In recent years, entrepreneurship has risen in status from something reserved for only the daring and foolhardy, to one of the most desired occupations worldwide, due in no small part to degrading economies and changing mindsets on workplace ideals. However, with this increased interest come multiple misconceptions regarding what entrepreneurship truly is; making some talented hopefuls avoid dipping their feet in the entrepreneurship pool, while raising false expectations for others.
1. A Good Product/Service = Instant Success
Don’t get us wrong, an excellent product/service is essential for any business. But that’s only one part of the picture. A good product without a deep understanding of the market and excellent marketing is just that: a product. Not a source of income. And for excellent marketing you need good networking skills and a wide network. Most successful entrepreneurs already have retainer clients from their previous 9-to-5s, which helps them gain their footing and reel in newer clients via recommendations from older ones.
2. Full Schedule Control
This is a half-and-half situation. While on one hand you’re free from the constraints of a rigid daily schedule, most entrepreneurs, at least in their early startup days, end up logging in more work hours than the standard payroll worker. This is because businesses often start small, with sometimes the founder being the only team member, so without multiple teams to delegate, that one person (or 2 or 3) has to assume multiple job roles to help their hatchling idea take flight.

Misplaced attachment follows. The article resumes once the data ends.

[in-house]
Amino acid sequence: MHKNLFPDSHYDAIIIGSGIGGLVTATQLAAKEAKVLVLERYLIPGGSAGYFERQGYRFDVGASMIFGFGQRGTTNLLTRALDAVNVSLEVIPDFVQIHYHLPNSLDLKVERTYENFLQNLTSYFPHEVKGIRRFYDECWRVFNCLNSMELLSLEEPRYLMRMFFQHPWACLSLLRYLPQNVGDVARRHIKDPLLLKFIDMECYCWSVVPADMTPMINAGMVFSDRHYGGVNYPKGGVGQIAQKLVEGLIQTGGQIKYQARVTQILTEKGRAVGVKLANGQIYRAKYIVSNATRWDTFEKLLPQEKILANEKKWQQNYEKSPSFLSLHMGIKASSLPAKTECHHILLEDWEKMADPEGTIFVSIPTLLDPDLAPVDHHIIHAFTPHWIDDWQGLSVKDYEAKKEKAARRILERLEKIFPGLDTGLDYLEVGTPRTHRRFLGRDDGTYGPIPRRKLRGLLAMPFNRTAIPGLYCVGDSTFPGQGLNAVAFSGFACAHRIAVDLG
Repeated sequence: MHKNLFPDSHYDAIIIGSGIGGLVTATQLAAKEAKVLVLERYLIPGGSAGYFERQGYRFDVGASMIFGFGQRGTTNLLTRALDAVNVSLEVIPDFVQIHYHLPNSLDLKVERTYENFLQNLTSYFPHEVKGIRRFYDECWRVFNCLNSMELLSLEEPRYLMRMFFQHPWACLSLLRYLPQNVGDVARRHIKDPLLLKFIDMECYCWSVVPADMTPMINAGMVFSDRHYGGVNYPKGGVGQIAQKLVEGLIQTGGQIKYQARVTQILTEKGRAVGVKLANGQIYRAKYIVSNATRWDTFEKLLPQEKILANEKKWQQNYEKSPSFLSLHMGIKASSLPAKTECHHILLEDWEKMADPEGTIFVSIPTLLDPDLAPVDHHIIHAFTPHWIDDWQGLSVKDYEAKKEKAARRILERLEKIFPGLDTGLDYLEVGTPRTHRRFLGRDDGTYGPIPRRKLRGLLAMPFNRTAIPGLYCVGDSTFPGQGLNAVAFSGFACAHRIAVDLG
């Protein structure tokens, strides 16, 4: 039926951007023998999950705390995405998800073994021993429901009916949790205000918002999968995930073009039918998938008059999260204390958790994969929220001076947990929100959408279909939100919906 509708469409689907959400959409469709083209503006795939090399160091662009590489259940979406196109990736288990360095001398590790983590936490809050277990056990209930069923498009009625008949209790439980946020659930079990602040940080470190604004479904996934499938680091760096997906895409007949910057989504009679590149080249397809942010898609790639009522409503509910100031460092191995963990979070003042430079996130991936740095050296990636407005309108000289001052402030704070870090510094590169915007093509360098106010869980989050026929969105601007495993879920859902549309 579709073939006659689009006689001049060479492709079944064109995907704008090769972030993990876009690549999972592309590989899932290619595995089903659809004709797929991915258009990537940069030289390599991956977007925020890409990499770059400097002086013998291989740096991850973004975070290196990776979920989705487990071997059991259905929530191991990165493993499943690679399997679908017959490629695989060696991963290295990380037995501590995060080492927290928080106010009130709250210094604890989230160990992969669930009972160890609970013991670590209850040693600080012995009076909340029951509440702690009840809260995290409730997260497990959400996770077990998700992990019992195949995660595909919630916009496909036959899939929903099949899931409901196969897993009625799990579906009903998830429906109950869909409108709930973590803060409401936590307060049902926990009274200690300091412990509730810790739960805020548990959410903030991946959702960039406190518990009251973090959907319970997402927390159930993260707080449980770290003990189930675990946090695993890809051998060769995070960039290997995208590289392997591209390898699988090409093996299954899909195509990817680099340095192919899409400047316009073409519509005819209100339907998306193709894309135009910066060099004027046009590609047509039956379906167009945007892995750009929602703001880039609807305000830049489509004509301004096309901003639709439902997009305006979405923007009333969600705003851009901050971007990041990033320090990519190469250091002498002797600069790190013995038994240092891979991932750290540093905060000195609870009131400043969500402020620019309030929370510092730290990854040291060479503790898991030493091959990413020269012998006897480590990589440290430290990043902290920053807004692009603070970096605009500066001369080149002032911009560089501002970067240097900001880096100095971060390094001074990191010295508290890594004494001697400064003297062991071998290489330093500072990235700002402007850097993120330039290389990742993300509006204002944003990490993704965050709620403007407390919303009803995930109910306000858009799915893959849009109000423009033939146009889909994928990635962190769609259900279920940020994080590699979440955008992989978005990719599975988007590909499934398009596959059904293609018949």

3. The More Clients, The Better
This is one of the biggest mistakes that an early startup can make. In the bid to successfully break even on their capital and garner fame, most young entrepreneurs accept every client that comes calling, and spread themselves even thinner by offering anything and everything under their service domain. This only leads to divided attention, reduced productivity, and low-quality projects.In the end, the business has nowhere to go but down.
4. You Need A Never-Before-Seen Business Idea
Anyone who sells something, either a product or service, under their own brand name is an entrepreneur. There is a limit to the number of things that can be innovated. Most businesses, even multimillion-dollar successful ones, offer essentially the same service with their own variation. Take Uber and Careem, or McDonalds and KFC; all big, all offering similar things. Or your local pizza shop, which is probably one among tens in your locale only, but might offer a different flavor than its competitors. Bottom line: You just need an idea-any idea-passion, and investment (more on that in a moment).
5. Venture Capital Is the Best Way to Finance a Business
Contrary to its media representation, venture capitalism, including incubators, only accounts for a small segment of the finance industry. Many entrepreneurs take bank loans, but most self-fund along with friend-and-family aid; at least until the opportunity for capital presents itself. Also, anyone with the slightest inkling of how new businesses work knows that venture capital is, at its best, a last resort financing solution. This is because these generous ‘donations’ bring with them a horde of investors who require timely paybacks regardless of profit; or lack thereof. This only puts additional pressure, and businesses often fail to make ends meet. The result? They fold.
These facts are by no means meant to discourage you from your entrepreneurial dreams. The field is ripe with opportunities for the willing. You just have to go in with your eyes wide open, start small, feed in all your passion, and above all, have faith in your idea.